“At the time, I was building houses for Bill and Susan Kolker, Dave and Eileen Nord, Nancy Cook and Tracy Tomlinson, and Todd and Lily Scharf. Kent O’Neill worked with me then and he picked up the ball and ran with it. Kent was a big part of the company for many years.”
In the last year John has been taking a back seat in the company, paving the way for Matt Griswold and Marshall Toelle to eventually assume ownership. “I’m still behind them to consult with on aspects of construction and advise on important decisions, but the daily organization of crews and work, and 90% of client communications are done by them.”
“Matt started for us when he was 16, first at Steve and Mary Burnett’s house pushing broom. He became one of my first apprentices. He was a journeyman carpenter in four years and began supervising jobs at age 25. In the last two years Matt managed a number of large projects at Hakai Pass, Calvert Island, for the Tula Foundation. Materials are barged in monthly. Matt arrives with a ten-man crew and has limited time for specific work. Everything has to be there and everything has to click. The logistics of this job have really honed his organizational skills.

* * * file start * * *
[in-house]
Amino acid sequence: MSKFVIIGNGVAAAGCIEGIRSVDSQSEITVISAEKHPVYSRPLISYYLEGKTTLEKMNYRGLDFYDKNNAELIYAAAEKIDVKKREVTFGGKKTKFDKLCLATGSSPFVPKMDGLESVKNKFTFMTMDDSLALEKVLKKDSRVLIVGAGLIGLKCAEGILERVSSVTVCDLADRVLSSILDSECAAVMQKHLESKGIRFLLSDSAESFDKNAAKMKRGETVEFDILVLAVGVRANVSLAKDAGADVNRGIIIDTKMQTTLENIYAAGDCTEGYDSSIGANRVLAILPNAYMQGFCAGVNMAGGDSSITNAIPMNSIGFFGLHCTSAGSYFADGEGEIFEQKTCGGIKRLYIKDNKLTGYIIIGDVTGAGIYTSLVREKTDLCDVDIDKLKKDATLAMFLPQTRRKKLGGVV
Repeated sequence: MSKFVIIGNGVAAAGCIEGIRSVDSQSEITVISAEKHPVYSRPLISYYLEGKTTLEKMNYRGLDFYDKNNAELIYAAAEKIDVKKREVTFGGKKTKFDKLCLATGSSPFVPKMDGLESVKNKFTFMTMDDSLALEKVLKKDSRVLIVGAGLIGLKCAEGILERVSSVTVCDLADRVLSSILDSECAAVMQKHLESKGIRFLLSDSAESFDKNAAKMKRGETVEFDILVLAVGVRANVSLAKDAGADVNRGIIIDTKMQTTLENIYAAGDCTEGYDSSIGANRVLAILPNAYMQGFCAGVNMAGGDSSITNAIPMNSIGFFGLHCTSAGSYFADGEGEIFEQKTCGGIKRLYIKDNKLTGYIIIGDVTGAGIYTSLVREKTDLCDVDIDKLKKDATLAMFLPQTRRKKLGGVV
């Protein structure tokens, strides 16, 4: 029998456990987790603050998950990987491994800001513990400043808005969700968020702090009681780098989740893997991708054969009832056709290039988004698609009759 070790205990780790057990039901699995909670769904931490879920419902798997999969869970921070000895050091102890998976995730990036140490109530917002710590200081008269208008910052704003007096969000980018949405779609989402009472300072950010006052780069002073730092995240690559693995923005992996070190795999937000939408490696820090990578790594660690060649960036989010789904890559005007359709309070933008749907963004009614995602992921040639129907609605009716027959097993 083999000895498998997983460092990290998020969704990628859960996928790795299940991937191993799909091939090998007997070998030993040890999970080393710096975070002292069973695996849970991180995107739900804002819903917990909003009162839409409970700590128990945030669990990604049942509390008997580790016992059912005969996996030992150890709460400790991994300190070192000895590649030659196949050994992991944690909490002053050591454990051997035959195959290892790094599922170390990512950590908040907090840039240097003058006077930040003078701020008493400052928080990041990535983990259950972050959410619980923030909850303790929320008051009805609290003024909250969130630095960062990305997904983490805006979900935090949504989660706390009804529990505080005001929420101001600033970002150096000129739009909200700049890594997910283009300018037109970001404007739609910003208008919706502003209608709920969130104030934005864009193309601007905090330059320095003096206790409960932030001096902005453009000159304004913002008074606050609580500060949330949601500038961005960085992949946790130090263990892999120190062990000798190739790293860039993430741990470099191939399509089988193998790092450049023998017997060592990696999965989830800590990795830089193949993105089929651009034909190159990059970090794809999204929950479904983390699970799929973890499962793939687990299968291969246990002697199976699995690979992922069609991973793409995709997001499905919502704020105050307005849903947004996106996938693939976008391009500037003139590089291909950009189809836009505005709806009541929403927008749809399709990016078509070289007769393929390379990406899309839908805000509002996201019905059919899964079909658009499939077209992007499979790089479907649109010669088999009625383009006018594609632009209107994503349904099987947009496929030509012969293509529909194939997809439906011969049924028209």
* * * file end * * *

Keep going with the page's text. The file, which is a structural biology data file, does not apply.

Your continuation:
Marshall was on construction sites as a teen and had his journeyman’s ticket at 24. He has worked alongside some of Quadra’s best carpenters. Marshall studied Construction Management at BCIT and he’s been supervising jobs for over four years. He built our first two certified Built GreenTM energy-rated houses. Marshall is a great people person with excellent communication skills. Both Matt and Marshall know how important the communication piece is in this business. They built in lots of lead time for clients and talk them through decisions. I couldn't ask for better men to provide management at this time. "At their age, I was motivated to get things done, and I was direct about it: ' just tell me what you want and I'll do it.'
"When I was working on Rob and Diana McKerracher's house I saw Diana in Campbell River. I pulled over, jumped out and started asking her questions about things they hadn't made decisions on. Diana was overwhelmed. Fortunately, she still calls me a friend. I understand now how difficult it is to build your own house."
"This company's success has always relied on the motivation of the people who work in it. When I was asked to meet John PatKau, the architect for Tula house in Hyacinthe Bay, I sat down, looked at the plans, and questions if I should take the job on. It was so detailed and so complex and ultra-modern. Could we pull it off? I called a meeting with our project supervisors. "What do you think?" I asked, and Guy Holmes said, "We have to do this job." We won the bid and Guy became project manager for six years. It is the most amazing thing we've built, with everything done to the smallest detail. I take huge pride in the workmanship and ingenuity of our crew to pull it off. Their work is unsurpassed in my experience.
Looking ahead, I'd like to see JToelle Construction carry on as an employer and a place of opportunity for people to make a good living as a craftsman, carpenters, supervisors, administrators and leaders as they continue to build for our valued clients.